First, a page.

The resort offers all-inclusive for $40 a day but we are trying to live out of the condo for breakfast and lunch and then just hit the restaurant for dinners. Ronnie took us grocery shopping before he left. Locals seem to swarm this place on the weekends. They can buy a day-pass for $65. That´s definitely only for the rich. But Ronnie says that the public beaches are disgusting. Guatemalans do not believe in a litter free environment. They just drop trash wherever they are. Our beach, of course, is litter free.

Now that it is Monday the place is a virtual ghost town. I think that it is only us and honeymooners left.

I can´t wait to get home so that I can add pictures. Even though I will be home, expect many Guatemalan blog entries in the next week or more as I put stories to all the pictures for you and give you more detailed information.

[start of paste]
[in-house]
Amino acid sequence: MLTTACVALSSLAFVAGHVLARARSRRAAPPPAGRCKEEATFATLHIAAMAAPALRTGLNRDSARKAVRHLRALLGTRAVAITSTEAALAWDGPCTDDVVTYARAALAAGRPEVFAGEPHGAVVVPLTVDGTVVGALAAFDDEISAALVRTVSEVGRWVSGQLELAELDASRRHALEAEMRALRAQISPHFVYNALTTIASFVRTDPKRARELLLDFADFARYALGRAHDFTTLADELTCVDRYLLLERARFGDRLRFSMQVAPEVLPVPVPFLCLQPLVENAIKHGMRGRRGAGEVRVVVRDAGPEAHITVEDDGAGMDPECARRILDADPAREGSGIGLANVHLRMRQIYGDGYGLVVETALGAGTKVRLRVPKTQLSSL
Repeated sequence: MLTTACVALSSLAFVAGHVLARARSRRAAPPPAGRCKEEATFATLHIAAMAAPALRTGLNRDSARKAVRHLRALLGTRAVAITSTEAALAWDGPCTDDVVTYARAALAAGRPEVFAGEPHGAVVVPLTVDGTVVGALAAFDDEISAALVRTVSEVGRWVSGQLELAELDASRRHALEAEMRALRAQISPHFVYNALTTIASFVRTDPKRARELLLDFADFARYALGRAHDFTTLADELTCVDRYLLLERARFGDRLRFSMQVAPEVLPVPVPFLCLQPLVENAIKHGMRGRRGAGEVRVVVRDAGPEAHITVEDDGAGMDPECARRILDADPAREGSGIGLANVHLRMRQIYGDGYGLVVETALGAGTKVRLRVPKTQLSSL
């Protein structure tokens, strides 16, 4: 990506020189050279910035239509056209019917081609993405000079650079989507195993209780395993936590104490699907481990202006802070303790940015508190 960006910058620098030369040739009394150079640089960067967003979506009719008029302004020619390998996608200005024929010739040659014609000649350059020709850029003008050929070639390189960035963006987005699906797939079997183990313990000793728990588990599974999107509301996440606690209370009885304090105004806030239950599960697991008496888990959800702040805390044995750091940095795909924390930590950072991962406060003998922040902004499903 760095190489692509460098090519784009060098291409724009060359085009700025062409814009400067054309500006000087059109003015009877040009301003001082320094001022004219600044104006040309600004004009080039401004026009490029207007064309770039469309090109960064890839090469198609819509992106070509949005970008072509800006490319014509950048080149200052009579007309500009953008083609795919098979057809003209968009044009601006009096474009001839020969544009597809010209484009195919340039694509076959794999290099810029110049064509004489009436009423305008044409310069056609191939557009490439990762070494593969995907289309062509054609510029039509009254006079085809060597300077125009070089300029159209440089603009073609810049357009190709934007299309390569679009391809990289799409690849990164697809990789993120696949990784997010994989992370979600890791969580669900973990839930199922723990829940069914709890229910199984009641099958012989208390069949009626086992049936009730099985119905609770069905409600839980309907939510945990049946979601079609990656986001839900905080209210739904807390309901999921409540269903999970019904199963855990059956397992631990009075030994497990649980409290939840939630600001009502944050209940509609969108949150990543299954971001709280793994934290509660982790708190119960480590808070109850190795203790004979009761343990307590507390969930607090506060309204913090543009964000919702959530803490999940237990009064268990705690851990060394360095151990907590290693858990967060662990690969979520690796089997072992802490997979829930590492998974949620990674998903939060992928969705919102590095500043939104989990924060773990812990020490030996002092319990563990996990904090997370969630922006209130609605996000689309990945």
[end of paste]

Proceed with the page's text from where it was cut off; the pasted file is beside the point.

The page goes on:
Play the video to see the panorama of the lake and three volcanoes. Note that two of the volcanoes are set one behind the other then it scans right to the third volcano.

We have driven two hours on very curvy roads to the town of Panajachel on the shores of Lake Atitlan. The views are spectacular. A very large lake set against the backdrop of three volcanoes. We had dinner tonite at the aptly named Sunset Cafe. Our table was up against the shore wall facing the lake with the sun setting behind. Wait til you see the pictures. On the other side of the volcanoes is the coastal zone and so behind them is a huge bank of clouds as the temperate zone changes. Kinda mystical.

The terrain in the highlands is very much like the Sierra Nevadas - foresty and dry in the summer. Driving up here was like driving to Yosemite except the cliffs and valleys are very severe and steep. I´m glad I took my dramamine today.